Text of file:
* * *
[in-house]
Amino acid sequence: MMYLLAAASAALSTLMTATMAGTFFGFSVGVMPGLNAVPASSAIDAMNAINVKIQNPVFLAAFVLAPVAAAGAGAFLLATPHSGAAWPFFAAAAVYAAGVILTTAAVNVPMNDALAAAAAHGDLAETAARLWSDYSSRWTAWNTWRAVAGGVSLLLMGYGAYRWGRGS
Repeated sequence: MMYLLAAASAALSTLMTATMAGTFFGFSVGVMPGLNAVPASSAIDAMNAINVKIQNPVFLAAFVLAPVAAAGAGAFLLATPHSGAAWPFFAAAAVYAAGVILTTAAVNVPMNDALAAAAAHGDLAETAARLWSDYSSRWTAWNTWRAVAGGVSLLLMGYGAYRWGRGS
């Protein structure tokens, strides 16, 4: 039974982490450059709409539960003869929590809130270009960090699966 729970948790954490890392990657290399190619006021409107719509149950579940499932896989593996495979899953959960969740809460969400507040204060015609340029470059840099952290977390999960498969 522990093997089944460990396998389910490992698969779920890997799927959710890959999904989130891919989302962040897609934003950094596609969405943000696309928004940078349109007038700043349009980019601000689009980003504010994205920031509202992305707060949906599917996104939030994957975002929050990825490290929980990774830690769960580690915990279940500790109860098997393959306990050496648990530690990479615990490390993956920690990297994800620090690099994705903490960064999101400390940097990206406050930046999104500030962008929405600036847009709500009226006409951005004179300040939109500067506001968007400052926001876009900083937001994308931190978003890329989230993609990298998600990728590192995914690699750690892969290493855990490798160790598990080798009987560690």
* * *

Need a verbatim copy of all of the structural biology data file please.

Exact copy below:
[in-house]
Amino acid sequence: MMYLLAAASAALSTLMTATMAGTFFGFSVGVMPGLNAVPASSAIDAMNAINVKIQNPVFLAAFVLAPVAAAGAGAFLLATPHSGAAWPFFAAAAVYAAGVILTTAAVNVPMNDALAAAAAHGDLAETAARLWSDYSSRWTAWNTWRAVAGGVSLLLMGYGAYRWGRGS
Repeated sequence: MMYLLAAASAALSTLMTATMAGTFFGFSVGVMPGLNAVPASSAIDAMNAINVKIQNPVFLAAFVLAPVAAAGAGAFLLATPHSGAAWPFFAAAAVYAAGVILTTAAVNVPMNDALAAAAAHGDLAETAARLWSDYSSRWTAWNTWRAVAGGVSLLLMGYGAYRWGRGS
């Protein structure tokens, strides 16, 4: 039974982490450059709409539960003869929590809130270009960090699966 729970948790954490890392990657290399190619006021409107719509149950579940499932896989593996495979899953959960969740809460969400507040204060015609340029470059840099952290977390999960498969 522990093997089944460990396998389910490992698969779920890997799927959710890959999904989130891919989302962040897609934003950094596609969405943000696309928004940078349109007038700043349009980019601000689009980003504010994205920031509202992305707060949906599917996104939030994957975002929050990825490290929980990774830690769960580690915990279940500790109860098997393959306990050496648990530690990479615990490390993956920690990297994800620090690099994705903490960064999101400390940097990206406050930046999104500030962008929405600036847009709500009226006409951005004179300040939109500067506001968007400052926001876009900083937001994308931190978003890329989230993609990298998600990728590192995914690699750690892969290493855990490798160790598990080798009987560690």